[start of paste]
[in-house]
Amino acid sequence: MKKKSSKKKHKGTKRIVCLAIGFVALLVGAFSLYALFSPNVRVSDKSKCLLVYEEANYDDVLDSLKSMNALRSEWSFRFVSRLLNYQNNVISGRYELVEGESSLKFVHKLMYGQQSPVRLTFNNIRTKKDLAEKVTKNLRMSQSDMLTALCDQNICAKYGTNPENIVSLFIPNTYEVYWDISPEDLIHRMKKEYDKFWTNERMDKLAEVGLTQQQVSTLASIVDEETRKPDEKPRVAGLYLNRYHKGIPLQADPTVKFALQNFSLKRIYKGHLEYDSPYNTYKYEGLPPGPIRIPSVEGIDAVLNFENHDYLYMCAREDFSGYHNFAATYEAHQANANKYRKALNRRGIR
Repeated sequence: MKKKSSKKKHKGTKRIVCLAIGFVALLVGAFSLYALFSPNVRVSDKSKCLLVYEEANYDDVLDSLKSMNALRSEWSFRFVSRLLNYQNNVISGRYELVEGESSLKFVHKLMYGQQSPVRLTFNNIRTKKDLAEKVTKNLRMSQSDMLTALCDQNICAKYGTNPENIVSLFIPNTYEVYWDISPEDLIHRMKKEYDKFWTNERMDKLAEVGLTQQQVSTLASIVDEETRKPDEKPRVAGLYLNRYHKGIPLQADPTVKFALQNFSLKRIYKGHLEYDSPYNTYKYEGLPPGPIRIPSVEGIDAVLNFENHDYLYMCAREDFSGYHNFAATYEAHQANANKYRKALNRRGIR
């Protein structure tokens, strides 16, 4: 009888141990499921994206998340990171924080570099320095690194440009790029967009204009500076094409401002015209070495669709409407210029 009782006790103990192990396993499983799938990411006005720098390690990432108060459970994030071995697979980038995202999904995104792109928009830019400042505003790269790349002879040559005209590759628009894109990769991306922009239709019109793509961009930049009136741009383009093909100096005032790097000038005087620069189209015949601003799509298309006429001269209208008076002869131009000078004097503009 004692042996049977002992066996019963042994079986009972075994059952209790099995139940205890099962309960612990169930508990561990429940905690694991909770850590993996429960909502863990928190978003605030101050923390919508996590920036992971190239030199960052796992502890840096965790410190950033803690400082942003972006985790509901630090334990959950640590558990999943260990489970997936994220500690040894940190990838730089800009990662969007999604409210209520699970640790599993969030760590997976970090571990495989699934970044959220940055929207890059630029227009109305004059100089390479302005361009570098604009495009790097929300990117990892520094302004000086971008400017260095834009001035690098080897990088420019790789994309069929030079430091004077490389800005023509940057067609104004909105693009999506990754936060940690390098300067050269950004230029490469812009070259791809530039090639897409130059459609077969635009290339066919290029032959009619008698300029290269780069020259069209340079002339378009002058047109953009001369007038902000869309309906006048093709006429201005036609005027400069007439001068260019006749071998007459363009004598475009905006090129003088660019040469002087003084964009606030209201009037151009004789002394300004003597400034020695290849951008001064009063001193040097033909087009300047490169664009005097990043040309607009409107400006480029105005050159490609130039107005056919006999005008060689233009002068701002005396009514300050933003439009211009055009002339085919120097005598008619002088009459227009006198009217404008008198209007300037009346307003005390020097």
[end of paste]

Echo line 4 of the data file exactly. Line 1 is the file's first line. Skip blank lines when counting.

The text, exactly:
């Protein structure tokens, strides 16, 4: 009888141990499921994206998340990171924080570099320095690194440009790029967009204009500076094409401002015209070495669709409407210029 009782006790103990192990396993499983799938990411006005720098390690990432108060459970994030071995697979980038995202999904995104792109928009830019400042505003790269790349002879040559005209590759628009894109990769991306922009239709019109793509961009930049009136741009383009093909100096005032790097000038005087620069189209015949601003799509298309006429001269209208008076002869131009000078004097503009 004692042996049977002992066996019963042994079986009972075994059952209790099995139940205890099962309960612990169930508990561990429940905690694991909770850590993996429960909502863990928190978003605030101050923390919508996590920036992971190239030199960052796992502890840096965790410190950033803690400082942003972006985790509901630090334990959950640590558990999943260990489970997936994220500690040894940190990838730089800009990662969007999604409210209520699970640790599993969030760590997976970090571990495989699934970044959220940055929207890059630029227009109305004059100089390479302005361009570098604009495009790097929300990117990892520094302004000086971008400017260095834009001035690098080897990088420019790789994309069929030079430091004077490389800005023509940057067609104004909105693009999506990754936060940690390098300067050269950004230029490469812009070259791809530039090639897409130059459609077969635009290339066919290029032959009619008698300029290269780069020259069209340079002339378009002058047109953009001369007038902000869309309906006048093709006429201005036609005027400069007439001068260019006749071998007459363009004598475009905006090129003088660019040469002087003084964009606030209201009037151009004789002394300004003597400034020695290849951008001064009063001193040097033909087009300047490169664009005097990043040309607009409107400006480029105005050159490609130039107005056919006999005008060689233009002068701002005396009514300050933003439009211009055009002339085919120097005598008619002088009459227009006198009217404008008198209007300037009346307003005390020097």